10. Pionus Parrots
Finally, Pionus parrots got 2 percent of the total vote, with blue-headed Pionus and Maximilian’s Pionus splitting the votes evenly.
Taryn Bates of Washington, who owns a Maximilian’s named Brio wrote that the “Maximilian’s Pionus is an almost perfect pet. It doesn’t know how to scream or shriek. He is quiet most times, or he is talking. He learns words quickly and also learns their meaning and who to use them appropriately. He is not high strung nor nippy. He is usually not inclined to bite strangers. I can trust him to behave. He likes attention, but he is also fine alone.”
Additionally, wrote Bates, Maximilian’s are not difficult to house or feed. “Nineteen by 24 by 33 inches is the largest cage I’ve found for him. It is a good size with plenty of room for his antics and toys, swing and perches. He is not expensive to keep. He eats a standard parrot mix diet with thawed frozen vegetables.”
The other half of the voters, however, raved about the blue-headed Pionus.
“The blue-headed Pionus makes an excellent pet parrot for first-time owners. They are easy to care for, very loving, playful and they have a mellow temper. They can make great apartment birds,” wrote Silvia Schwarz of California, owner of blue head Aegis.
Blue-headed Pionus are also not difficult to keep. “Caring for a blue head is not expensive, and they are easy to maintain. I spend about 10 minutes a day preparing food and servicing the cage. The cage is dome shaped and does not require much space,” wrote Schwarz.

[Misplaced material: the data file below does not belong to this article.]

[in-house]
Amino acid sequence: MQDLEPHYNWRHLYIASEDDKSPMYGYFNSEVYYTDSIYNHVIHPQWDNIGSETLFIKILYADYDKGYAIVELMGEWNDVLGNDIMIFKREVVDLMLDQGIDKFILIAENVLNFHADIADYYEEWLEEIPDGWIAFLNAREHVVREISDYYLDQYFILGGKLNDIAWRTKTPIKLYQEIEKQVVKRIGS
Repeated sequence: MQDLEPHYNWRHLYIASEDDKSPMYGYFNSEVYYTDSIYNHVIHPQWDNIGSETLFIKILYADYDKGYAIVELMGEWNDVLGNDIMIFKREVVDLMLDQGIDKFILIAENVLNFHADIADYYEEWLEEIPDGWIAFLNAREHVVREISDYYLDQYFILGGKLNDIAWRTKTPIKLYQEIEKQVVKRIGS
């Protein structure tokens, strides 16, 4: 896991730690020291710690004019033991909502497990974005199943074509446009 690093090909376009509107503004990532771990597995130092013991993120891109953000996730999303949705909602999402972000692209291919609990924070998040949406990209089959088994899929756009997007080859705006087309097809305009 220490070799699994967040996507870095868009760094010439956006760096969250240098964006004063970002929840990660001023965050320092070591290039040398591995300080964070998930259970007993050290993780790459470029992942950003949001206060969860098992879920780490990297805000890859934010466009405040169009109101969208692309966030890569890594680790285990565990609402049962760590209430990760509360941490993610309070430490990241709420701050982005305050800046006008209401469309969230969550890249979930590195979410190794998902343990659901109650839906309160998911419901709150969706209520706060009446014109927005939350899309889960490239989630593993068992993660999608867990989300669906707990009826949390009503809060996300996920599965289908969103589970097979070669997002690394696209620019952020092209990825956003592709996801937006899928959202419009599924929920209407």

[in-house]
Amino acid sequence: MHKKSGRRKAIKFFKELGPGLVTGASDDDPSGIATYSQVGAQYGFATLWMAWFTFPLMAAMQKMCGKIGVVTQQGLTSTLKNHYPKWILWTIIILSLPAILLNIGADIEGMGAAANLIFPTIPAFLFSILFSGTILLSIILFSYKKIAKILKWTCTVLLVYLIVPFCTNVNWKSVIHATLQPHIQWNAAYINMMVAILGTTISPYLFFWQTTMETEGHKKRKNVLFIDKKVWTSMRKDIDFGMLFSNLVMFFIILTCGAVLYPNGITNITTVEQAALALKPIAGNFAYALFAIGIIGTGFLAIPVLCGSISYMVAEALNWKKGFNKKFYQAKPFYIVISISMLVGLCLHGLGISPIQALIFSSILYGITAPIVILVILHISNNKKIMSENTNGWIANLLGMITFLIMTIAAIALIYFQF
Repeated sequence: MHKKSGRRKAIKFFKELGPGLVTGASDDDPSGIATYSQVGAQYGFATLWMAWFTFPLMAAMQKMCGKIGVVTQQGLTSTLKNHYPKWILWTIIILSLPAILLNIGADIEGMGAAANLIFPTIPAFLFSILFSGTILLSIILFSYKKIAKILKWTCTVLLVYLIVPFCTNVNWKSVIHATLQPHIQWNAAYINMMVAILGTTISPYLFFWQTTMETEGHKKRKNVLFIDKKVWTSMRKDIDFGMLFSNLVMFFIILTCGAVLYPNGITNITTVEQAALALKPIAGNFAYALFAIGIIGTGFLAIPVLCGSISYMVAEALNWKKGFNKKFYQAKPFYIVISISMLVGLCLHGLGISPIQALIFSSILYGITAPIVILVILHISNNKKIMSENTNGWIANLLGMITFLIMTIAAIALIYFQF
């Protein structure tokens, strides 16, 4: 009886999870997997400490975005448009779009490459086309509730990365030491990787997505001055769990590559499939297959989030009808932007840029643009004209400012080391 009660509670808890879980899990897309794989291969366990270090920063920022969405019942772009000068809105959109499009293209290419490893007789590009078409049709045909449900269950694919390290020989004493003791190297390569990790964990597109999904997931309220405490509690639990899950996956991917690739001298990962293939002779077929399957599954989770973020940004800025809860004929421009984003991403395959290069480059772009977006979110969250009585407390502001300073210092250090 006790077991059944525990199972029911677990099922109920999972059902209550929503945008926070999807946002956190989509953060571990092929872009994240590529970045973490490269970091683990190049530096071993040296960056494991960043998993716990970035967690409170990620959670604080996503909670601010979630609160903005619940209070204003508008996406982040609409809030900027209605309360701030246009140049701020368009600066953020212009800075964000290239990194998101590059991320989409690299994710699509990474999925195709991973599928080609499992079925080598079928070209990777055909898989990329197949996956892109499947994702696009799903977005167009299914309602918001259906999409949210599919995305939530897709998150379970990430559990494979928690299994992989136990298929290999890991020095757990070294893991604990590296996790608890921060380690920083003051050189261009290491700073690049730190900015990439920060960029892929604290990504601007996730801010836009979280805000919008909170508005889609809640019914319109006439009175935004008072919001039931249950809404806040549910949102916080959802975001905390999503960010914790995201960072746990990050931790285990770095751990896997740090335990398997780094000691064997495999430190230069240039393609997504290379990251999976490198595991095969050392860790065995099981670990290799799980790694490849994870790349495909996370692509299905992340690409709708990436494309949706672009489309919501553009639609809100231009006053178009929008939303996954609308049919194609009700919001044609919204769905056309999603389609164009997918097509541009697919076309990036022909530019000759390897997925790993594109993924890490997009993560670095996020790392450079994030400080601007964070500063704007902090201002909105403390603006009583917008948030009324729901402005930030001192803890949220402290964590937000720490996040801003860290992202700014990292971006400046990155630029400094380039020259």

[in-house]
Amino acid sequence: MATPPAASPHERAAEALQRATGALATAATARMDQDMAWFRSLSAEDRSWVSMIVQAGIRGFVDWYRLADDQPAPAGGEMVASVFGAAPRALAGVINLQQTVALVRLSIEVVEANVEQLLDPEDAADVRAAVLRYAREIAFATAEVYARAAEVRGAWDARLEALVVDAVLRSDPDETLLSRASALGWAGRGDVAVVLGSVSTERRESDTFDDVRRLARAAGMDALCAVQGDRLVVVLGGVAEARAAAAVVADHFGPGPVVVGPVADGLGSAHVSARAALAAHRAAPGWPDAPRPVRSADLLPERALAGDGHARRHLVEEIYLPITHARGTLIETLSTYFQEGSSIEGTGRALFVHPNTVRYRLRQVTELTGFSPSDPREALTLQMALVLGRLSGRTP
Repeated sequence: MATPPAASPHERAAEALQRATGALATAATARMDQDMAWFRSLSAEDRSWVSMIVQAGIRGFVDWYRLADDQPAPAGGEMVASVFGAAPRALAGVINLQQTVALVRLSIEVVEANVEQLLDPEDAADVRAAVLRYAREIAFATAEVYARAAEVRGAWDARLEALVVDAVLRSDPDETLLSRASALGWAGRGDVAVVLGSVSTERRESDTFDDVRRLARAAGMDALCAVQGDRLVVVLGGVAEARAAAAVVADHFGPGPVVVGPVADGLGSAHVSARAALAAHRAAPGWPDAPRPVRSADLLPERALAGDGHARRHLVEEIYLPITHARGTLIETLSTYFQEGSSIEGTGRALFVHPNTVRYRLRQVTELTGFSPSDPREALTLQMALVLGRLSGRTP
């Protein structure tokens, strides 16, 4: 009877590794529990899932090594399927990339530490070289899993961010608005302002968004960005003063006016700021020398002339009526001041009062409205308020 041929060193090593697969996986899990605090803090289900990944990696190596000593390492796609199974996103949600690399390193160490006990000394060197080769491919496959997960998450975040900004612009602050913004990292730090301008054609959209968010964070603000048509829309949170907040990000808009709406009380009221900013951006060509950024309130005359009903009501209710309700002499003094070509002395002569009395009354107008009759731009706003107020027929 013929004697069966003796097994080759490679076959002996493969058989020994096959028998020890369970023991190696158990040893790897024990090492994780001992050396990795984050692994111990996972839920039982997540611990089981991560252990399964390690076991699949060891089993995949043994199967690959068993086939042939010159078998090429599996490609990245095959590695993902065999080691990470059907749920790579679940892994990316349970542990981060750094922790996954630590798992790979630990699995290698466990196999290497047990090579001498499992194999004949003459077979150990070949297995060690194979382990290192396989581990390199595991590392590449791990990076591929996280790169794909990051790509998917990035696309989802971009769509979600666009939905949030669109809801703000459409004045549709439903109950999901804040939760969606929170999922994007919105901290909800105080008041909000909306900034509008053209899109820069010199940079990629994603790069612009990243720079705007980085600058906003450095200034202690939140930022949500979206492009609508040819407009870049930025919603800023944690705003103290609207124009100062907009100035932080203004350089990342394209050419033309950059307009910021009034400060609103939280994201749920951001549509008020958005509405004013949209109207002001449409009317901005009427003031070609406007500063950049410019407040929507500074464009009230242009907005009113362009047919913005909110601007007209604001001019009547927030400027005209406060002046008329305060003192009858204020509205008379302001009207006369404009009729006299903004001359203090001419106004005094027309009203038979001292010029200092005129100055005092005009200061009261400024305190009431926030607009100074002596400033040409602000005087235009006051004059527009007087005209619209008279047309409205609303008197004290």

No Best Bird?
A number of the survey respondents did not vote for a best bird because they believed that it is impossible to rank one bird as best. Many of them stated that one bird cannot be a best bird for all people — a bird that is great for one person is terrible for another. As Florida resident Linda Grulke put it: “The best bird depends on many factors: previous bird experience, how much time you have, money needed to spend on their needs, how much space you have in your home and even you personality.”
Bonnie Kenk, director of the Parrot Education and Adoption Center in California agreed with the respondents that stated that you can’t pick just one bird. She stated, “If you are interested in a certain species, you need to learn everything you can possibly learn about parrots in general and that species in particular before you bring the bird into your home to make sure that it will in fact fit in to your lifestyle.”